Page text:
Wyoming Photographs
This Page: Dale Creek, Citadel Rock, the Wilcox and Tipton robberies.

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Dale Creek Trestle, 1869, A.J. Russell

As discussed below the Dale Creek trestle was the highest bridge on the Union Pacific. A. J. Russell was employed during the Civil War by Matthew Brady with some of the photographs commonly attributed to Brady being, in fact, taken by Russell. Following the war Russell served the Federal Government on some of the surveying expeditions in the west before being employed by the Union Pacific. For additional view of trestle see below right.

Plans and discussion for a transcontinental railroad linking California to the east date prior to 1853. Surveying for possible routes by the military as discussed with regard to G. K. Warren on Photos IV began at the impetus of Secretary of War Jefferson Davis. The necessity for construction of the railroad was clearly demonstrated during the Civil War. At the beginning of the war, Washington had serious concern that the military commander of California, Albert Sidney Johnston, might turn California over to the Confederacy. If such were to have happened the Union had no ability to transport troops to the West. Johnston, however, did not turn California over to the Confederacy. Instead he resigned, remained loyally on his post until his successor arrived and then returned to the South to accept a commission with CSA forces. Additionally, after the Trent Affair, British garrisons along the border between British North America and the United States were strengthened, raising the specter of a war with Great Britain at a time when the United States was otherwise preoccupied and the American west coast was practically defenseless.

The lack of a supply line that a railroad would have provided, resulted in the inability of the Confederacy to support its forces in New Mexico and present day Arizona, leading, in part, to Confederate withdrawal from the west. Lincoln strongly supported the construction of the transcontinental railroad and the northern Congress took action making the building of the railroad following the war possible.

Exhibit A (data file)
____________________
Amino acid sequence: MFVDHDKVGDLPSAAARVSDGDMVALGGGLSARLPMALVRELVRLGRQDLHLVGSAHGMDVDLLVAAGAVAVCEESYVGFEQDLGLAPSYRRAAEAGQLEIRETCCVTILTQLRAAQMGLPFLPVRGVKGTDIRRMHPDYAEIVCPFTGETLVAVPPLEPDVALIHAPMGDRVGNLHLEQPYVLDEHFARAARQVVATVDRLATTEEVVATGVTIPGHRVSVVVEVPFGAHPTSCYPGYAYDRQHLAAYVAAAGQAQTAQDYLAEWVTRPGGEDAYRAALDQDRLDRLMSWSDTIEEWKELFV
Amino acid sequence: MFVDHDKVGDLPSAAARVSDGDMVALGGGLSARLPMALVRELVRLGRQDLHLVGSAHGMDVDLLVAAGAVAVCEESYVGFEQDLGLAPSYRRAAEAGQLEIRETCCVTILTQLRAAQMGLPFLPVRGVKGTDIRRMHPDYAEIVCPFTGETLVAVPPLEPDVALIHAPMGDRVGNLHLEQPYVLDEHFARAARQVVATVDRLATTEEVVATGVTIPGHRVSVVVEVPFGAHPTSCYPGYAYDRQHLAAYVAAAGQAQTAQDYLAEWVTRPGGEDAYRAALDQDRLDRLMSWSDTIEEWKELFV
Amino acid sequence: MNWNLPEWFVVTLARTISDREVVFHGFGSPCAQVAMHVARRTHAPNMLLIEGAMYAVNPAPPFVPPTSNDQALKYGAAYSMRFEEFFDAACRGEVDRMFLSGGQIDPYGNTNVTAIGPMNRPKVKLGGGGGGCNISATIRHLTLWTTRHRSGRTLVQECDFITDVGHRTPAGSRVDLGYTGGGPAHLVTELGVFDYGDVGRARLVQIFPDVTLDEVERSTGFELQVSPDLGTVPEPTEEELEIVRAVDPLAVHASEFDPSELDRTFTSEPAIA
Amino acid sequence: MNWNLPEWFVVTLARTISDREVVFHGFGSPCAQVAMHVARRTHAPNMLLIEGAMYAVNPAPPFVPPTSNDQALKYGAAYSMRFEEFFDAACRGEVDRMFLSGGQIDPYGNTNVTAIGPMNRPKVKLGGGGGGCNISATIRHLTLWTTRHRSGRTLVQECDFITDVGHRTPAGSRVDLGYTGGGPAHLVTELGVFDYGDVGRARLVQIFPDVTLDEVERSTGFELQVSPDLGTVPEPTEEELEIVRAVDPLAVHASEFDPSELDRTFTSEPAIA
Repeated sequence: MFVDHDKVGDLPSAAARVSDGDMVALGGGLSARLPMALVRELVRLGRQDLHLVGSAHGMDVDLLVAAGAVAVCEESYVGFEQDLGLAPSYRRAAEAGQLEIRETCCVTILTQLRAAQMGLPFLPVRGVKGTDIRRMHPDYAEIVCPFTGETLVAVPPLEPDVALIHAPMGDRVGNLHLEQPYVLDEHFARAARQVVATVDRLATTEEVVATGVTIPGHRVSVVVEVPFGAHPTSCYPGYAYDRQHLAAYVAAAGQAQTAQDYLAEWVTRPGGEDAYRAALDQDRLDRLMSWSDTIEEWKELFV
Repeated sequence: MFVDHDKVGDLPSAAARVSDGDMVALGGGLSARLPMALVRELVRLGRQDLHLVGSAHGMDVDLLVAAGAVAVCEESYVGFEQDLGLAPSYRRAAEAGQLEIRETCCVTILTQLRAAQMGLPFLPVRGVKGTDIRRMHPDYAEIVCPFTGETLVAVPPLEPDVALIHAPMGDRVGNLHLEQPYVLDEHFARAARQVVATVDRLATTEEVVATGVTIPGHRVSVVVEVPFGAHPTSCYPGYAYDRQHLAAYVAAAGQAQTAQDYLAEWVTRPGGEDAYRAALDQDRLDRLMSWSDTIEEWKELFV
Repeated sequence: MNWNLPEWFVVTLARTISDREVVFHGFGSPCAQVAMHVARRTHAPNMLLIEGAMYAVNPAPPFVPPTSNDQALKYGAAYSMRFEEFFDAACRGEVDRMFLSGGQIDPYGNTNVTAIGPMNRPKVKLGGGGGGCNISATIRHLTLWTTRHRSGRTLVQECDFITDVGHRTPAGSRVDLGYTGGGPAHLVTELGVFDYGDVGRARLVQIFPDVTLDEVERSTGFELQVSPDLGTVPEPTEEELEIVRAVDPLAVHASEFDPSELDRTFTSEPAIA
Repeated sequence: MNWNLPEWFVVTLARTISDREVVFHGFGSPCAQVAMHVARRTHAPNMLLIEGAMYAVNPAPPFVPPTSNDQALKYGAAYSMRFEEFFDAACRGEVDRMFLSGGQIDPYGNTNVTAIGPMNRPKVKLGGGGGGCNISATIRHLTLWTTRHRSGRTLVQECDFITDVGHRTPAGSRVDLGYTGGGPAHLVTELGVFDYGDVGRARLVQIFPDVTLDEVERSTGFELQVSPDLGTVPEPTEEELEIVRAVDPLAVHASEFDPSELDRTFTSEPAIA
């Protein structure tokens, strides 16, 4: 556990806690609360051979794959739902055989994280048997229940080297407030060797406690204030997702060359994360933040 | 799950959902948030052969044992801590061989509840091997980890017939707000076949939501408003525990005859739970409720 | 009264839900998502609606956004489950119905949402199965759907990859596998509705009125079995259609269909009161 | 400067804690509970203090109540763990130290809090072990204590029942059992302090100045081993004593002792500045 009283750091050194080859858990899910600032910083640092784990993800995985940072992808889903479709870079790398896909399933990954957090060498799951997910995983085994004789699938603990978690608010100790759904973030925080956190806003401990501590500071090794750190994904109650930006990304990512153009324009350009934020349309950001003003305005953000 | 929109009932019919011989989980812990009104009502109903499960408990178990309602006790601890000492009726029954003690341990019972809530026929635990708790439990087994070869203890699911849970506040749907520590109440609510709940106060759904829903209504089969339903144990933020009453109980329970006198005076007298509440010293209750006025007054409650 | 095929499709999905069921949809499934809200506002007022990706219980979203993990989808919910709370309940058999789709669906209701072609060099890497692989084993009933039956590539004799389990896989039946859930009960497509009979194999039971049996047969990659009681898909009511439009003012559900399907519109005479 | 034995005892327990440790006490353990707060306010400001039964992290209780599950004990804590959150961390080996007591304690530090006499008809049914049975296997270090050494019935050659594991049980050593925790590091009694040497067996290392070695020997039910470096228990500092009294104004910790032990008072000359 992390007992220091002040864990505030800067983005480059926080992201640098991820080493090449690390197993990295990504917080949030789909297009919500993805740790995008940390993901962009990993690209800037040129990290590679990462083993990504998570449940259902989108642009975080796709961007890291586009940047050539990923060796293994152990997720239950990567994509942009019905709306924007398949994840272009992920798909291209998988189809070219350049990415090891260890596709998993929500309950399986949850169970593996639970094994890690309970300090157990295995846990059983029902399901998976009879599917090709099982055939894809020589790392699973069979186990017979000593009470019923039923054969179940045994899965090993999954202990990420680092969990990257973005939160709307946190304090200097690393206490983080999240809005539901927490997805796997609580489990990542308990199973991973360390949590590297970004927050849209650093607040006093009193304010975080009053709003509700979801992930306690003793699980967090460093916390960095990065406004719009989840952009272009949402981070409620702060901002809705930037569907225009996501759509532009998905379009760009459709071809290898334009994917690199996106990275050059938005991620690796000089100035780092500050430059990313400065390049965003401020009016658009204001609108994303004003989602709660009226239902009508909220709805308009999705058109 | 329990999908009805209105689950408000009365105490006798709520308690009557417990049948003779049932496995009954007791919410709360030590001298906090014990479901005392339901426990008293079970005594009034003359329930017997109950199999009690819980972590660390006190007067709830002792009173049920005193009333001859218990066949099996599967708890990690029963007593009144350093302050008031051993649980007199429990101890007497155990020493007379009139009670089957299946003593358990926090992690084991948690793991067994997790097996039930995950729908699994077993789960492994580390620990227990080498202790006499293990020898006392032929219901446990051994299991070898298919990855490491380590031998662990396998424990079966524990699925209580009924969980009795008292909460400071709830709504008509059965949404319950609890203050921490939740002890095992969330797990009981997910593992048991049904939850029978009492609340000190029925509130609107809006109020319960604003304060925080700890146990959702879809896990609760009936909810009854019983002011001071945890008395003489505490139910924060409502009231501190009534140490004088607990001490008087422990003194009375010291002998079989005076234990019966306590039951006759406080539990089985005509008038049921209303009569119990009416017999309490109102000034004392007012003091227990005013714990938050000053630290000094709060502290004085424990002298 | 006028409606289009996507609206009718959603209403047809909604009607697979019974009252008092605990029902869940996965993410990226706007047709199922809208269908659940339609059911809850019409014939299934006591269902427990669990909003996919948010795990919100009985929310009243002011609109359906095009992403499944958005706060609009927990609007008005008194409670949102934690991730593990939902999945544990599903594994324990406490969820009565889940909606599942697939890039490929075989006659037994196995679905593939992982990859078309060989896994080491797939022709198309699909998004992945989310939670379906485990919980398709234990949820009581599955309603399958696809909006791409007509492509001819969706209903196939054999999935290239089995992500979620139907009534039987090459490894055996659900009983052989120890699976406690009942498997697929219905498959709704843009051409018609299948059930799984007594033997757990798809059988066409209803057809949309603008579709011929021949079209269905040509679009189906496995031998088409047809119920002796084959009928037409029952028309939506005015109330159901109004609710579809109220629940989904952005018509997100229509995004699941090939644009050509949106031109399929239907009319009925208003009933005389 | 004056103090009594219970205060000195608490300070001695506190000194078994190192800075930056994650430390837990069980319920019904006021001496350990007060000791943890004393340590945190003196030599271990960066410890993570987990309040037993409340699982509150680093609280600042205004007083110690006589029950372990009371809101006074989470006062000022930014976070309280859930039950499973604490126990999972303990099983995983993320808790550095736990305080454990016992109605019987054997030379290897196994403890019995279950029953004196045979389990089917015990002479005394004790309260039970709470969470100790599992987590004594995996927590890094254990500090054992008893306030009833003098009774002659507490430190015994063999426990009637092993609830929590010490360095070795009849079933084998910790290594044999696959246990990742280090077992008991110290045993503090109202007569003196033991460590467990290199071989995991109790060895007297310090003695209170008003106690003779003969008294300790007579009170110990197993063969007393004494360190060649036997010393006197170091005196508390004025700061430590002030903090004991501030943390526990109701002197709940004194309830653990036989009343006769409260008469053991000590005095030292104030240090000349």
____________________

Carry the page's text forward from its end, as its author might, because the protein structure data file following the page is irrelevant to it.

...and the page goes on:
Ironically, while fear of war with Britain may have spurred on the transcontinental railroad, the end of the Civil War and the construction of the railroad, resulted in a fear of annexation in Canada. This, in turn, was an impetus for the formation of the Canadian Confederation and the completion of the Canadian Pacific Railroad. Canadian fears were not without foundation. In 1866, the House of Representatives passed a bill providing for the admission to the United States of the "States" of Nova Scotia, New Brunswick, Canada East, Canada West, and the ultimate admission to the Union of the States of "Saskathewan," Selkirk, and Columbia.

Early view of Railroad Yards, Laramie

Interior, UPRR Paymaster's Tent,
Laramie, 1868, A. J. Russell

Similar windmills to that depicted above were located at other stations including Cheyenne and Sherman. The windmills had a diameter of 20 feet. The tank would hold 50,000 gallons and would take approximately 10 hours to fill. The tank was equipped with a float connected to the windmill by cable which, when the tank was full, would automatically shut down the vanes. Another float would automatically start the windmill when the tank neared empty. In the background is a twenty-stall roundhouse and the machine shop.